Level: beginner

Transitive verbs have both active and passive forms:

active   passive
The hunter killed the lion. > The lion was killed by the hunter.
Someone has cleaned the windows. > The windows have been cleaned.

Passive forms are made up of the verb be with a past participle:

  be past participle  
English is spoken all over the world.
The windows have been cleaned.  
Lunch was being served.  
The work will be finished soon.
They might have been invited to the party.

If we want to show the person or thing doing the action, we use by:

She was attacked by a dangerous dog.
The money was stolen by her husband.

Active and passive voice 1


Active and passive voice 2


Active and passive voice 3


Level: intermediate

The passive infinitive is made up of to be with a past participle:

The doors are going to be locked at ten o'clock.
You shouldn't have done that. You ought to be punished.

We sometimes use the verb get with a past participle to form the passive:

Be careful with that glass. It might get broken.
Peter got hurt in a crash.

We can use the indirect object as the subject of a passive verb:

active   passive
I gave him a book for his birthday. > He was given a book for his birthday.
Someone sent her a cheque for a thousand euros. >

She was sent a cheque for a thousand euros.

We can use phrasal verbs in the passive: 

active   passive
They called off the meeting. > The meeting was called off.
His grandmother looked after him. > He was looked after by his grandmother.
They will send him away to school. > He will be sent away to school.
Active and passive voice 4


Active and passive voice 5


Level: advanced

Some verbs which are very frequently used in the passive are followed by the to-infinitive:

be supposed to be expected to be asked to be told to
be scheduled to be allowed to be invited to be ordered to

John has been asked to make a speech at the meeting.
You are supposed to wear a uniform.
The meeting is scheduled to start at seven.

Active and passive voice 6


Active and passive voice 7



Hi, Is there any refrence to show how each tense of verbs change in passive form

Hello parisaach

The passive is essentially formed of two parts: 1) the verb 'be' (used as an auxiliary verb) and 2) the past participle of the verb. It's only 1 that changes for tense or subject, so that means you could just list out all the forms of 'be' in the different tenses and then add 2 to the end to get a list.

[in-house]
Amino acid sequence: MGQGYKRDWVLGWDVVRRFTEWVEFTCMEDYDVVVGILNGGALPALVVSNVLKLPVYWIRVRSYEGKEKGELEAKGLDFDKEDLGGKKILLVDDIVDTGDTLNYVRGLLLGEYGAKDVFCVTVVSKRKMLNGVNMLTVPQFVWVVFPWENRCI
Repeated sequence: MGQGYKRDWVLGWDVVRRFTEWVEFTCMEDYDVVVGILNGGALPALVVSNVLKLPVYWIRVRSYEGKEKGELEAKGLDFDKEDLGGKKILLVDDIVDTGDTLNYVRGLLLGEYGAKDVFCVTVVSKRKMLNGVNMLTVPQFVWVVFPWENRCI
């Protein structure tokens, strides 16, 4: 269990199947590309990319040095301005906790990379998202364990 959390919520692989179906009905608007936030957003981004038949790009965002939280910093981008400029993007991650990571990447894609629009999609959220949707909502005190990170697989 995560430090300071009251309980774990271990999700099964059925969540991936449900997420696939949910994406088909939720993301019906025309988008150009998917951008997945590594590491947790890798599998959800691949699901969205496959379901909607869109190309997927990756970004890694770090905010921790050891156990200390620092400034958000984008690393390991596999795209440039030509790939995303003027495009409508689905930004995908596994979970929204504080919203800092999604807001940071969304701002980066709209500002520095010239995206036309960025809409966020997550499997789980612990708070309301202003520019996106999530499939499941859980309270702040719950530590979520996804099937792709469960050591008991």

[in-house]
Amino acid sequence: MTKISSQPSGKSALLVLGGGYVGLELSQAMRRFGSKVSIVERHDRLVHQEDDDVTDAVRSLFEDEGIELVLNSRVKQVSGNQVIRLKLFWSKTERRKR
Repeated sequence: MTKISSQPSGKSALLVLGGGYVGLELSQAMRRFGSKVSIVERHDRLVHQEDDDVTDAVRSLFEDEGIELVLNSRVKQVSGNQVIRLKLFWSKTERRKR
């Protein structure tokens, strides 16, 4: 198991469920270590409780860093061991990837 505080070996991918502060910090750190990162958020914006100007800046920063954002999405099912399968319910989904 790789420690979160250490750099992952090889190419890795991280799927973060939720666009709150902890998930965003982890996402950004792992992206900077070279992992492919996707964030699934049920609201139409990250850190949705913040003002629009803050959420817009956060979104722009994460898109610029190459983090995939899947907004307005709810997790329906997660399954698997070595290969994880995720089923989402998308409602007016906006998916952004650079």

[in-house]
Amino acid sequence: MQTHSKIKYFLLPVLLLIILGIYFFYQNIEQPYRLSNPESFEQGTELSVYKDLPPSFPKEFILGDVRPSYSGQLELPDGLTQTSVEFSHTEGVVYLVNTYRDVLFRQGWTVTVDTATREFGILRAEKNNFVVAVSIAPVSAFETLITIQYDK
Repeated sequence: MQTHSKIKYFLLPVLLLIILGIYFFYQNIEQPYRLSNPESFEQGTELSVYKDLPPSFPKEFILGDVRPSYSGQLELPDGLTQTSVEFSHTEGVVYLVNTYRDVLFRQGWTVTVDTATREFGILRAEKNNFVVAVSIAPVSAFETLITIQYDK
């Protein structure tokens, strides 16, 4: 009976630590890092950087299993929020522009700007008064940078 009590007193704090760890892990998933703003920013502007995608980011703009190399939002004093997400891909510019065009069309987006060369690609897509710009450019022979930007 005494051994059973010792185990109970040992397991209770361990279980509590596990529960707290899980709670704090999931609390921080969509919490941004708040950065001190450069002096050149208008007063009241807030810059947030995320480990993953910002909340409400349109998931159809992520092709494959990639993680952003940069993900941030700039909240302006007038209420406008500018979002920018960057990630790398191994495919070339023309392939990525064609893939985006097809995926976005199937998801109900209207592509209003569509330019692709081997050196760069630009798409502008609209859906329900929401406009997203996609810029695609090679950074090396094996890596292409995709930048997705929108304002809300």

For example, following the order of the tenses on the present tense page: it is written, it is being written, it has been written, it has been being written. The past tense page: it was written, it was being written, it had been written, it had been being written. Then there are also forms with 'will' and 'would': it will be written, it will be being written, it will have been written, it will have been being written, it would be written, it would be being written, it would have been written and it would have been being written.

All the best


The LearnEnglish Team

"The cleaner has cleaned the office" --> active voice. But is "the office has been cleaned" the correct passive, or "the office has been cleaned by the cleaner".
Is there a rule regrading "the cleaner"??

Hello Cleo

In the passive sentence, you can include the agent ('the cleaner') by using the word 'by': 'The office has been cleaned by the cleaner'. There is nothing wrong with this, but often we use the passive voice because we consider the agent (in this case, the cleaner) irrelevant or something that we don't want to discuss. So in many cases, people would probably leave out the agent.

But the passive can be used for other reasons, too, and in these cases people might choose to include the agent.

All the best


The LearnEnglish Team

"Will they not work in the banks regularly?" How to change the voice?

Hello Nidhi

Perhaps 'Will the banks not be worked in regularly?'?

All the best


The LearnEnglish Team

hi i have a few questions.

they dont help you (how many ways are there to make this sentence passive?)

you wont be helped
you are not helped
you dont get helped
you are not getting helped

if any of these is wrong i would like to know why exactly.

Hello miladghasemiofficial

Those are all correct, except for being misspelled (won't, don't). 'they don't help you' is in the present simple, so the closest version in the passive would also be in the present simple -- the second and third versions you give are in the present simple.

All the best


The LearnEnglish Team

"has your letter of discharge been given to you ?" sorry

i understand that the passive form of "has the doctor given you your letter of discharge ?"
become "have your letter of discharge been given to you ?
but i have red these following sentence in a book and i'm lost now:
"Have you been given your letter of discharge ?"
is it possible to use passive voice like that ?